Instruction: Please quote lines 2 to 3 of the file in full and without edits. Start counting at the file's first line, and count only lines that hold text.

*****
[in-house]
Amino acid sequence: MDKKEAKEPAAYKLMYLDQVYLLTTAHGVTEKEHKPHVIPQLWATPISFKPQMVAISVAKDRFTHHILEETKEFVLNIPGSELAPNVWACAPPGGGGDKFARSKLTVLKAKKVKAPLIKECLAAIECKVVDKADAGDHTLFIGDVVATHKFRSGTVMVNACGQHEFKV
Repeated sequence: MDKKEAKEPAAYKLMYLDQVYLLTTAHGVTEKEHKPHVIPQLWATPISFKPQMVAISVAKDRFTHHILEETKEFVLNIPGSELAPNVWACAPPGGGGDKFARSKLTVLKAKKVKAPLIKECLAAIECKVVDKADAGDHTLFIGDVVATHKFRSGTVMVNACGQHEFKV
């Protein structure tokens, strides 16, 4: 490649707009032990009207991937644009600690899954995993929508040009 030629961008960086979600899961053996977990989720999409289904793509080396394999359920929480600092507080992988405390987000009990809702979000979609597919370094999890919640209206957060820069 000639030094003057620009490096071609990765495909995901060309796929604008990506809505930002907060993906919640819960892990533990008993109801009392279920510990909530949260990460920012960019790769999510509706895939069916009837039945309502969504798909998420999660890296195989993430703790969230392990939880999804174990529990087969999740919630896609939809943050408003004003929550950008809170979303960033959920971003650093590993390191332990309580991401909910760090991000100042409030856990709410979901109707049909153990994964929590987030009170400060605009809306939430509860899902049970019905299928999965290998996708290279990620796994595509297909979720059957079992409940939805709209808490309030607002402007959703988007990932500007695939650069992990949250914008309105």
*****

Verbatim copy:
Amino acid sequence: MDKKEAKEPAAYKLMYLDQVYLLTTAHGVTEKEHKPHVIPQLWATPISFKPQMVAISVAKDRFTHHILEETKEFVLNIPGSELAPNVWACAPPGGGGDKFARSKLTVLKAKKVKAPLIKECLAAIECKVVDKADAGDHTLFIGDVVATHKFRSGTVMVNACGQHEFKV
Repeated sequence: MDKKEAKEPAAYKLMYLDQVYLLTTAHGVTEKEHKPHVIPQLWATPISFKPQMVAISVAKDRFTHHILEETKEFVLNIPGSELAPNVWACAPPGGGGDKFARSKLTVLKAKKVKAPLIKECLAAIECKVVDKADAGDHTLFIGDVVATHKFRSGTVMVNACGQHEFKV